Hiring Experienced Executives At Your Startup
Hiring big-company experienced executives to your startup is hard but important
Hiring big-company experienced executives to your startup is hard but important.
It’s important because (done well) they will inject very useful experience into your organization. There are many high-consequence business moments that you cannot easily prepare for by reading a book. In some cases, no book can ever actually prepare you for the emotional challenge, and in other cases there’s simply no useful material to learn from, because nobody who’s written about the situation actually knows what the hell they’re talking about.
SaaS-industry moments that especially benefit from real-life experience include:
How to do a reorg, particularly a reorg of a very specialized business unit such as a cross-functional product and engineering team, or a globally distributed SaaS sales team
How and when to launch new product lines
How and when to expand to new geographic regions
How and when to restructure your go-to-market motion (for example, from a geographic to an industry focus)
How to get acquired or go public
These situations are nuanced, high-consequence, rare, and inevitable. While agile decision-making and iteration work well in many situations, these sorts of major changes often need to be exactly right the first time. An experienced executive who’s climbed a similar mountain in the past can save you significant time and heartache when climbing the next one – especially when there are no do-overs.
People who’ve Seen It Before can also help you move faster – when you’re 51% sure that you need to replatform your technology, reorg your sales team, or raise that massive funding round, they’re 90% sure and help to push you over the edge. My own career was shaped for the better by several experienced execs whom I worked closely with at formative moments – I’m forever grateful that I had the opportunity to work with those individuals.
But hiring experienced executives is hard, and when done wrong can be highly destructive.
One typically hires experienced executives into positions of importance, where a mishire is very costly. A lousy engineer is annoying but probably largely inert. A poor-performing executive can be devastating if they cause regrettable attrition, misallocate resources, or slow momentum.
There’s also a tendency to scrutinize the work of fancy outside hires much less:
Jimmy was an [Impressive Title] at [Successful Larger Tech Company]
We hired him because we need his expertise to scale [and we don’t know how to do it]
It’s hard to argue with anything that Jimmy does:
If Jimmy does exactly what we think was necessary, our instincts were correct
If Jimmy does something very different from what we were expecting, then it’s good that we hired him to keep us from going down the wrong path
If Jimmy does nothing, then he very reasonably needs to gather more information
The biggest challenge: In many cases your board, investors, advisors, and even friends will advise you that you must hire certain experienced big-company executives in order to be successful. This advice will often come with a mild dose of negging, which makes it even harder to ignore. For our advice on how to handle this, read on.
What To Look For When Hiring Experienced Executives
A Good Reason to Want the Job
Beware executive hires who will not be getting any of the following benefits:
A title or responsibility bump
A company quality bump
A lot of money
All of the above are good to great reasons to take a job. But if they aren’t getting any of them, and if they were so great at [Fancy Prior Company]… why are they talking to you? In my experience, experienced executives who are open to jobs that don’t bring any of the benefits above are frequently weak performers who can’t cut it. They will say things like:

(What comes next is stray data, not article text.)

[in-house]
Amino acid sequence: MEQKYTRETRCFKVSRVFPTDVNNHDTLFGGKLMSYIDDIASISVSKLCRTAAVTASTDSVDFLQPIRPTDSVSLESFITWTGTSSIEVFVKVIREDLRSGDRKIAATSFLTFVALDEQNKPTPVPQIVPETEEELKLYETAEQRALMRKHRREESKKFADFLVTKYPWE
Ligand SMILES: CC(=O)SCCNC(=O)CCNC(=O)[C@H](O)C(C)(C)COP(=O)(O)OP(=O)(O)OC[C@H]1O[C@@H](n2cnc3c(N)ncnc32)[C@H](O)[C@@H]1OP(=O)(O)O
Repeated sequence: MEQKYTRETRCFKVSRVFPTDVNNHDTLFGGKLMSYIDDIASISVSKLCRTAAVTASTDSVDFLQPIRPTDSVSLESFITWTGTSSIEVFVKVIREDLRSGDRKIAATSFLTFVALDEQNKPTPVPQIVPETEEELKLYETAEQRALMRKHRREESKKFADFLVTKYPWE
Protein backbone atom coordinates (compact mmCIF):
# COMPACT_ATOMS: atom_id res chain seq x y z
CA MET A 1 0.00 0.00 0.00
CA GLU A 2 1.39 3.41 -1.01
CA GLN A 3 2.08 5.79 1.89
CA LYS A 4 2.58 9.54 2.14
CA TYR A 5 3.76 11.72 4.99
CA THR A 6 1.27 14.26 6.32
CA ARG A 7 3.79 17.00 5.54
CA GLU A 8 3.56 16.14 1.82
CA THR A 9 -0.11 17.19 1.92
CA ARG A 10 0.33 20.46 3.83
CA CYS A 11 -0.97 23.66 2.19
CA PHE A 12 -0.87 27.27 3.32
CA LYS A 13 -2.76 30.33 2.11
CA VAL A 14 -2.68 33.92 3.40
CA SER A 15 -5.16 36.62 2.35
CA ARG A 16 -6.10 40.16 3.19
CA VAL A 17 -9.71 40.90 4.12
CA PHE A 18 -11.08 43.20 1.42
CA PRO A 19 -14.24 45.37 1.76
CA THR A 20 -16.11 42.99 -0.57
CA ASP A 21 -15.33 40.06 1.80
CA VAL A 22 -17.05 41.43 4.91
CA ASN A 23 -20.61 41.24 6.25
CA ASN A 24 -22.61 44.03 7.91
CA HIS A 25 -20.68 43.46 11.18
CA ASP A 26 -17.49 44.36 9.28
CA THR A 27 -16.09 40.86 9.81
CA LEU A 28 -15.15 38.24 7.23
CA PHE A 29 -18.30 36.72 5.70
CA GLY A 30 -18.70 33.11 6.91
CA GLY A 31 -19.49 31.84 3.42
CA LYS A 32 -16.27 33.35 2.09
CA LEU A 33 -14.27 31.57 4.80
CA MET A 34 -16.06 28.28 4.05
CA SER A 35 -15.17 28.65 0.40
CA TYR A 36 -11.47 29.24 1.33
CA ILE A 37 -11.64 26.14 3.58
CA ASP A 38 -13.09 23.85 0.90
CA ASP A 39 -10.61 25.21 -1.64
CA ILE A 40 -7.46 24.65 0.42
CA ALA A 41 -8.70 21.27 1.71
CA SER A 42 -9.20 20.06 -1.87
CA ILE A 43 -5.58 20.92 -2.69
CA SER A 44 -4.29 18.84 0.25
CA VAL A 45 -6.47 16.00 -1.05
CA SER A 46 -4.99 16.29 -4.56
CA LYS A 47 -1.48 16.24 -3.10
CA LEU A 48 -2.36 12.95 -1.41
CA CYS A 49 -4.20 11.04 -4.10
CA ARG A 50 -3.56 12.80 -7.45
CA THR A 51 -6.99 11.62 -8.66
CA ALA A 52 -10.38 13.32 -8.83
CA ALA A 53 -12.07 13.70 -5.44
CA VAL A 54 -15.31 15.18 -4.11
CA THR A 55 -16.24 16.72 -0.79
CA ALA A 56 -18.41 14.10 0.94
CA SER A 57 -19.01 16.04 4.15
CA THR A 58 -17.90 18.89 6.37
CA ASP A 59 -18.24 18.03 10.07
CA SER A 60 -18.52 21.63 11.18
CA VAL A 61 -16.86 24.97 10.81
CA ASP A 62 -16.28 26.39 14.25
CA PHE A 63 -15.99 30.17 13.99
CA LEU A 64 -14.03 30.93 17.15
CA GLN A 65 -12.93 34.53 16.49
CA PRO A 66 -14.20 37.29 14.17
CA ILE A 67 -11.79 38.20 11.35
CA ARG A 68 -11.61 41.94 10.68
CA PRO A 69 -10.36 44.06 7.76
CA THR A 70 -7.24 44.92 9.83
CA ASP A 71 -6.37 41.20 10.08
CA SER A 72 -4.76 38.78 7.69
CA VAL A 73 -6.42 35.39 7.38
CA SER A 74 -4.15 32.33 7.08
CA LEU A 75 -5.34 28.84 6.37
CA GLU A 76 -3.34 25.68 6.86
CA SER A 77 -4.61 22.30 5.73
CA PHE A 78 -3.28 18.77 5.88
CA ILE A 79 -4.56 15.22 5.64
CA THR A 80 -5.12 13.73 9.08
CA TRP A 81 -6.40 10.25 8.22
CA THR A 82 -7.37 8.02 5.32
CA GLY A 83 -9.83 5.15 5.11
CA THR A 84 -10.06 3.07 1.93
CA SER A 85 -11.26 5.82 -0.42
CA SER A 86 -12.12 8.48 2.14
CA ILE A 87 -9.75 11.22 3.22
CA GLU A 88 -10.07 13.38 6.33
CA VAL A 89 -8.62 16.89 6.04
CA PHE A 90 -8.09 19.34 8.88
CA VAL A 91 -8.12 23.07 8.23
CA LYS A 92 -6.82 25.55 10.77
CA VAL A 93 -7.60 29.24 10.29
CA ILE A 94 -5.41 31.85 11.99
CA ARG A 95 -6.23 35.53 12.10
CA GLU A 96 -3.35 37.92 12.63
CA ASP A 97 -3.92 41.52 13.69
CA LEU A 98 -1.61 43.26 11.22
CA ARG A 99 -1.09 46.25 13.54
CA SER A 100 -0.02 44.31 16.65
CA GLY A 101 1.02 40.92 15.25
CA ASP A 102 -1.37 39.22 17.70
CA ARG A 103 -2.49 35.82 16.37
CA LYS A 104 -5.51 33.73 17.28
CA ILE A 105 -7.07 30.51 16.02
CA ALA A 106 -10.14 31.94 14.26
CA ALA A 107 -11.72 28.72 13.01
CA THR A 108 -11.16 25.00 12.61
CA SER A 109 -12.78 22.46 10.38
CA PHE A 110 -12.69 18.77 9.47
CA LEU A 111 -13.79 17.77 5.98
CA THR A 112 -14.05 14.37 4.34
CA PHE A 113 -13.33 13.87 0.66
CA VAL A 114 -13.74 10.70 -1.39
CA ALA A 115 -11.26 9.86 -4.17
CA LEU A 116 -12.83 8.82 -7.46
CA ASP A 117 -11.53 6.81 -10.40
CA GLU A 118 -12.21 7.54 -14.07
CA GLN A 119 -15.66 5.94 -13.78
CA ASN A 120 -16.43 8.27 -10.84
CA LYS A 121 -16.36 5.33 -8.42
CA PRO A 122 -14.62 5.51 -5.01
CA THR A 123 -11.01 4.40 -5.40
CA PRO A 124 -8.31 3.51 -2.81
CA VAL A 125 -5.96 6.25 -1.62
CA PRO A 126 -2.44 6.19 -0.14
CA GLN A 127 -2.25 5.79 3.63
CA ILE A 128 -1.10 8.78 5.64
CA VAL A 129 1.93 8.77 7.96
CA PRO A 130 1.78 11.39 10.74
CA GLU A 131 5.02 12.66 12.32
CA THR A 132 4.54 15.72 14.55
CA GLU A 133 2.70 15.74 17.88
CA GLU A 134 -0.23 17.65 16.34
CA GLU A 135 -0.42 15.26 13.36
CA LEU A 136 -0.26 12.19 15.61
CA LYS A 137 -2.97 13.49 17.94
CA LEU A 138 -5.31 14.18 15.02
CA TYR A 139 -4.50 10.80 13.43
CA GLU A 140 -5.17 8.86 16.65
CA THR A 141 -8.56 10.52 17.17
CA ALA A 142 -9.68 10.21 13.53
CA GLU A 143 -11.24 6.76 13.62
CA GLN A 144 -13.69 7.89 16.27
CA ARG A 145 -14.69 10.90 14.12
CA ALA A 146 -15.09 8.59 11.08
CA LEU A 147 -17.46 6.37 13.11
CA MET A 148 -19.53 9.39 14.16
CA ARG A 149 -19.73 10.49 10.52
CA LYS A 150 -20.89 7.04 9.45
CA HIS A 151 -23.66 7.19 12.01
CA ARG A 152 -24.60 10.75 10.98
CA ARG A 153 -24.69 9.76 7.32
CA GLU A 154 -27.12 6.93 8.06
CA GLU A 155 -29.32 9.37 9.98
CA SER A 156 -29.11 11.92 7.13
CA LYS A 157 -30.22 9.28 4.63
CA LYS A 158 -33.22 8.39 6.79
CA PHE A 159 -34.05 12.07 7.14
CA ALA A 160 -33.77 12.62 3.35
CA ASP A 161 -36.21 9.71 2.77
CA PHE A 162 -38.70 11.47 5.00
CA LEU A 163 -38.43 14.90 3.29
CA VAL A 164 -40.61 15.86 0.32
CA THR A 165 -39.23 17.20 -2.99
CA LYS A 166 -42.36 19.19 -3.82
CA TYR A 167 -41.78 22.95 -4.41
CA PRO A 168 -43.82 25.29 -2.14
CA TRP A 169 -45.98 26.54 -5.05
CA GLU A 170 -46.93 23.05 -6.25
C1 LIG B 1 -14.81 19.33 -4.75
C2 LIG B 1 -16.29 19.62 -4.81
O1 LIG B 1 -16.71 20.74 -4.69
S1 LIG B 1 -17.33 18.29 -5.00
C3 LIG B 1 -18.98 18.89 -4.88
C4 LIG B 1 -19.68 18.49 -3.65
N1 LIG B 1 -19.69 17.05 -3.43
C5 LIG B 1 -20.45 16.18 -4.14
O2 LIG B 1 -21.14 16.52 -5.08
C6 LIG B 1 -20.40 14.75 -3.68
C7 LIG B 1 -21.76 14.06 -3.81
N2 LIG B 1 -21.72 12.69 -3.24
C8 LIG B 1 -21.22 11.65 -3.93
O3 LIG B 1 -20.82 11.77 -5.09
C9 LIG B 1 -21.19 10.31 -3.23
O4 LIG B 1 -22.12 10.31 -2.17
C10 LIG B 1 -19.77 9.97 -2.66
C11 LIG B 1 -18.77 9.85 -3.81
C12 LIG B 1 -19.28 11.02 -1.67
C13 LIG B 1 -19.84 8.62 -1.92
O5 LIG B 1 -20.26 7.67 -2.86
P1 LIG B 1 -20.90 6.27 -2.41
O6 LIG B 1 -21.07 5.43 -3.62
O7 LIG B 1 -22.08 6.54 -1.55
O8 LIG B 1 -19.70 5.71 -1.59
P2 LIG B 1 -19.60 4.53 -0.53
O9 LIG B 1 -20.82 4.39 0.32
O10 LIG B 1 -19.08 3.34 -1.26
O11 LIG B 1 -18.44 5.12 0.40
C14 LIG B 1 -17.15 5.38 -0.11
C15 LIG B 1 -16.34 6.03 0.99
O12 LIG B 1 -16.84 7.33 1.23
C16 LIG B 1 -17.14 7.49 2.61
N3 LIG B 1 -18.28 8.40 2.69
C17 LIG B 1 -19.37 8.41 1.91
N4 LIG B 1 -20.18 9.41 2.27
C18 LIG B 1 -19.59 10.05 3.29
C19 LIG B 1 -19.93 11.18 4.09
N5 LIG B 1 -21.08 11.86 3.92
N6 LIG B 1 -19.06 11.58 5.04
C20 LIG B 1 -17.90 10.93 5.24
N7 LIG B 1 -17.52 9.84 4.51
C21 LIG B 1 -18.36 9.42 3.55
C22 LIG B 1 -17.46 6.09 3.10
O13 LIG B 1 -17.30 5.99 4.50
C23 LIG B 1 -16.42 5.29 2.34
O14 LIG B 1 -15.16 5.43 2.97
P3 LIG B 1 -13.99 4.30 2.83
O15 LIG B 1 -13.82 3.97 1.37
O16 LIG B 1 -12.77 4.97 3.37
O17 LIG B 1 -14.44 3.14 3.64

“I am just fed up with corporate bureaucracy [after 20 years], I want to work in a faster-moving environment [like I have never seen before]. I’m really excited for my next journey [which is completely different from anything I’ve done before].”
Unfortunately, these hires usually simply don’t have better options, which is a bad sign after they’ve had so many years to build a great reputation and network.
There are exceptions. People who are returning to the industry after a sabbatical, time spent caring for or building a family, or after exiting a burnout-inducing startup stint can all be great hires. I’d also factor in whether candidates have real startup experience in their past and know what they’re getting into. But consider it at least a yellow flag if your company will be the “smallest” job that someone experienced has recently held, as defined by a combination of company size and role scope.
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You hire experienced leaders, and pay them a lot, so that they can adapt their experiences to your situation.
You do not hire them just because they have experience; you actually hire them because they increase your organization’s versatility. Their experience gives them ideas for operating that you don’t know about, increasing your team’s range. If an exec shows up and just imposes what they’ve seen elsewhere, they are actually reducing your versatility. One way to check for this is to ask people what their previous company did wrong, and more importantly, why it was flawed.
If experienced execs can’t wield their experience effectively, they might as well have been dog walkers in their past.
A Brisk Promotion History
Big companies have issues identifying talent:
They regularly overestimate poor but politically savvy talent, mistaking political skill for competence
They occasionally miss high talent in obscure locations: For example, highly productive engineers in hard-to-see or hard-to-understand corners of the business
But big companies are actually pretty good at identifying great talent in high-visibility places. If you’re a superstar in a reasonably identifiable location, you’ll probably get noticed eventually.
So while getting promoted a lot doesn’t necessarily guarantee that someone is great… pretty much everyone great will have gotten promoted frequently (this includes being tapped to move diagonally upwards). If they’re missing this positive flag, figure out why.
What To Watch Out For
A Series of Short Stints
We’ve written before about the dangers of a resume comprised of many short stints.